“You finish serving coffee. It’s only that table and the next one,” Ellie hissed at Josiah, pointing to her parents’ table and one more, nearer to the stage. She longed to sprint to the restroom and burst into tears. Instead, she stepped carefully between the crowded tables, then walked briskly around the perimeter of the gym, head held high, the wet dress flapping on her legs, until she reached the exit. In the restroom, she could see proper black shoes and black nylons in two of the stalls, so she forced back the tears and grabbed a handful of paper towels. She was still squeezing the coffee out of her dress when Frieda Yoder came out of the first stall, displaying her scary minister’s wife smile, with lots of sharp teeth. “Oh hel-LO, Ellie! How is your evening going?”

“Fine.” She lifted her hem to squeeze out the brown drips among the white roses.

Frieda turned on the hot water. “Did I see you serving with one of the Weiler boys?”

Ellie threw the paper towel in the trash and fled.

As Ellie slipped into the gym, all four hundred contented Mennonites had turned their backs to her and their attention to the stage. Mark Gerig, head of the Northwest Prison Ministry Team, introduced Dean Rea, a short, wiry ex-convict who, Mark explained, had gone through the ministry’s Bible study courses while at the state penitentiary in Salem.

No one was serving coffee, which meant it was probably time for the servers to eat. Ellie saw Josiah set three carafes and the tray on the coffee table and jog toward the kitchen. Janet and Bryant stood at the pie table, filling trays with plates of pie for the servers to enjoy. Bryant nodded at Ellie without really looking at her. “How’s it goin’?” He turned back to Janet. “Have you read the Chronicles of Narnia? If you haven’t, you should.”

Janet nodded toward the kitchen and gave Ellie a look that said, “We’ll talk in there.” Ellie held the kitchen door open for Bryant and Janet, and all the servers gathered in a tight group inside the kitchen.

Of course, Nancy had to give them a little speech about what an amazing job they had done and how pleased Jesus and all the guests had to be, but no one more so than Nancy. They were just so efficient, she couldn’t believe it. “And hungry, no doubt,” she added. “Help yourself to the food on the counter, and take your plates into the room next door.”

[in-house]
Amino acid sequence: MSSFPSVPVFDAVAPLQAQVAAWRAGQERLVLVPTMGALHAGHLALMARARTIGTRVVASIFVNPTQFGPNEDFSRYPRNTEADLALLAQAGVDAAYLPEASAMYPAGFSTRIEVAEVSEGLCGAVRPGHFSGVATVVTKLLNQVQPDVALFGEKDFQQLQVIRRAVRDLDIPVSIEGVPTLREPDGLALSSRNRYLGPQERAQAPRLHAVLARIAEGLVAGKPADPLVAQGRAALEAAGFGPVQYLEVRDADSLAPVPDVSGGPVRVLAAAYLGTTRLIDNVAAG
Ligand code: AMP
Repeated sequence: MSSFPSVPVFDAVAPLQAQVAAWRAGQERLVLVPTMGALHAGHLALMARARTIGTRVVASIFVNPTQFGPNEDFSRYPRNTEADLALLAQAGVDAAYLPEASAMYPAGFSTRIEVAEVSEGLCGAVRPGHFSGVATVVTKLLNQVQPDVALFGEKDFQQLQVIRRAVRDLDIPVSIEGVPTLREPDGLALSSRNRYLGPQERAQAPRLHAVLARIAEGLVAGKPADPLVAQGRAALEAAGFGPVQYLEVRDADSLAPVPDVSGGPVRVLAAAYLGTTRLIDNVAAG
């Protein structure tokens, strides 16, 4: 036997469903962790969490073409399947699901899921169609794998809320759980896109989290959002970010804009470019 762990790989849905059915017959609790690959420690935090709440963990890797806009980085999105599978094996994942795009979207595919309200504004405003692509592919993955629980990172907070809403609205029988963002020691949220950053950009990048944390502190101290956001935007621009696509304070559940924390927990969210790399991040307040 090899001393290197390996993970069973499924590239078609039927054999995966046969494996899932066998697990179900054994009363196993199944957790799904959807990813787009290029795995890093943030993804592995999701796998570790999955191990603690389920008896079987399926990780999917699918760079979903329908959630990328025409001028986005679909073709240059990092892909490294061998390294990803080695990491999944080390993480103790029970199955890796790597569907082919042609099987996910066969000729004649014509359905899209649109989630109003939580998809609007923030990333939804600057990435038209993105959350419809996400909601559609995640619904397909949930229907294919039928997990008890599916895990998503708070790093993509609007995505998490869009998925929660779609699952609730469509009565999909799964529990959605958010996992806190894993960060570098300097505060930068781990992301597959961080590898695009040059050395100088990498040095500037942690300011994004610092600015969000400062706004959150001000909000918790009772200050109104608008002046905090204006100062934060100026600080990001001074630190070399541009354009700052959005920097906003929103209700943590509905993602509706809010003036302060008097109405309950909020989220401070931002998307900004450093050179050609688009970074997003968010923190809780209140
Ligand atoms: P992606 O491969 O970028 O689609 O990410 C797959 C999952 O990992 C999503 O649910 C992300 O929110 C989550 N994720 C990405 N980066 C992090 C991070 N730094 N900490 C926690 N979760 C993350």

At last, Ellie and Janet were together, huddled at a table away from everyone else, their plates of food ignored.

“Ellie! Are you okay?? Josiah…! I could not believe what he did. It was so awful!”

At last the ice inside melted. Ellie’s head filled with hot tears that leaked out of her eyes. She dabbed her nose with a napkin.

“And dumping coffee on your dress! What a jerk!”

Ellie turned her head to hide her face from the rest of the group as more tears streamed down her cheeks.

“Oh, Janet, it was horrible.” Ellie shivered, both from the memory and from the dress, cold and wet against her legs.

Sierra and one of her Mayfield friends appeared beside Janet, holding heaping plates. “May we join you?” Without waiting for an answer, they pulled out folding chairs and sat down. Sierra put her hand on Ellie’s shoulder. “I saw what happened to you. I am so sorry. Are you all right?”

Ellie nodded with a dawning awareness that the two coolest Mayfield girls were leaning toward her, radiating warmth and sympathy. Not only that, but a chic little Beachy girl and two German Baptists had crowded around their table as well, with Bethany and Beverly’s concerned faces behind them. They were all worried about her. Her! Ellie! The conservative girl in the old-ladyish dress!

Ellie squeezed out a few more tears and the blonde Beachy girl handed her a tissue. Janet gave her a sympathetic side hug. Ellie took a sip of water and, in low tones so the guys across the room couldn’t hear, told her rapt audience the whole story—not the part about planning to serve with Bryant, of course, but all the rest—from the unfortunate dress to Josiah’s treachery to the spilled coffee.

“Oh, but I love your dress!” Bethany said, and Beverly nodded. “It looks amazing on you.”

“Oh my word. What a creep! Telling everybody you’re serving together! I can’t believe him! So annoying!” Sierra spoke for them all, and all the girls looked across the room and glared at Josiah, who was having a loud conversation about football with the guys at his table. "Nah, the Beavers are gonna wipe the floor with them!"

“Are you sure you didn’t get burned from the coffee?” Janet patted her arm. “I can’t believe you didn’t start crying. I would have just lost it right there. You are so brave!”

Ellie smiled.

Gradually, the conversation moved on to other things. Ellie, suddenly hungry, dug into her barbecued chicken and mashed potatoes. How could her horrible evening have so quickly turned into this cozy scene of half a dozen of the most popular Mennonite girls in the valley clustered around her, wanting to hear her story?

Maybe it was the best night of her life after all.

A loud laugh caught her attention. She caught the word “pie” and something that sounded like “party.” Josiah and his friends leaned back and guffawed. Then they all turned and looked at Ellie.

Saturday, October 17, 2020

How to Visit the Sick